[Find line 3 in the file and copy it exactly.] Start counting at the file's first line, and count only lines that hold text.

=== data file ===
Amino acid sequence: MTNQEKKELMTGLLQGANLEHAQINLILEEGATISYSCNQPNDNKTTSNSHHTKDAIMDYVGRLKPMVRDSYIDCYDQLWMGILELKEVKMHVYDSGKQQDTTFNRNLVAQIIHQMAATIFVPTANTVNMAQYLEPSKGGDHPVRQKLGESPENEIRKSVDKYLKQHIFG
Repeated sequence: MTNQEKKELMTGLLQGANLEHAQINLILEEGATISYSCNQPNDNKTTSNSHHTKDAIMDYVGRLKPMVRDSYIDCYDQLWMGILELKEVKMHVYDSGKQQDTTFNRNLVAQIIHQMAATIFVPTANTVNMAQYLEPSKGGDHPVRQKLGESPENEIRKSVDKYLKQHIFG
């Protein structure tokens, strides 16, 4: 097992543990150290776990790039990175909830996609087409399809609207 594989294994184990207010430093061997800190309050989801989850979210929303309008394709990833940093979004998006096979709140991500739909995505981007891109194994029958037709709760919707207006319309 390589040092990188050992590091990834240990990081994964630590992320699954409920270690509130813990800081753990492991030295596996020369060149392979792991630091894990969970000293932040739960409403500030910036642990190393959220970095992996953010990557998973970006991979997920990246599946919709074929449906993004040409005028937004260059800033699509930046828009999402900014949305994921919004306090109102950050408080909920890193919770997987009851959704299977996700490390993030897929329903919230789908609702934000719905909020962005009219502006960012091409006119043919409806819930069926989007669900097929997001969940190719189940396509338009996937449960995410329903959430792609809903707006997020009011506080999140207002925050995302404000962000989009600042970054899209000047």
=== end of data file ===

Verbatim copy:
């Protein structure tokens, strides 16, 4: 097992543990150290776990790039990175909830996609087409399809609207 594989294994184990207010430093061997800190309050989801989850979210929303309008394709990833940093979004998006096979709140991500739909995505981007891109194994029958037709709760919707207006319309 390589040092990188050992590091990834240990990081994964630590992320699954409920270690509130813990800081753990492991030295596996020369060149392979792991630091894990969970000293932040739960409403500030910036642990190393959220970095992996953010990557998973970006991979997920990246599946919709074929449906993004040409005028937004260059800033699509930046828009999402900014949305994921919004306090109102950050408080909920890193919770997987009851959704299977996700490390993030897929329903919230789908609702934000719905909020962005009219502006960012091409006119043919409806819930069926989007669900097929997001969940190719189940396509338009996937449960995410329903959430792609809903707006997020009011506080999140207002925050995302404000962000989009600042970054899209000047």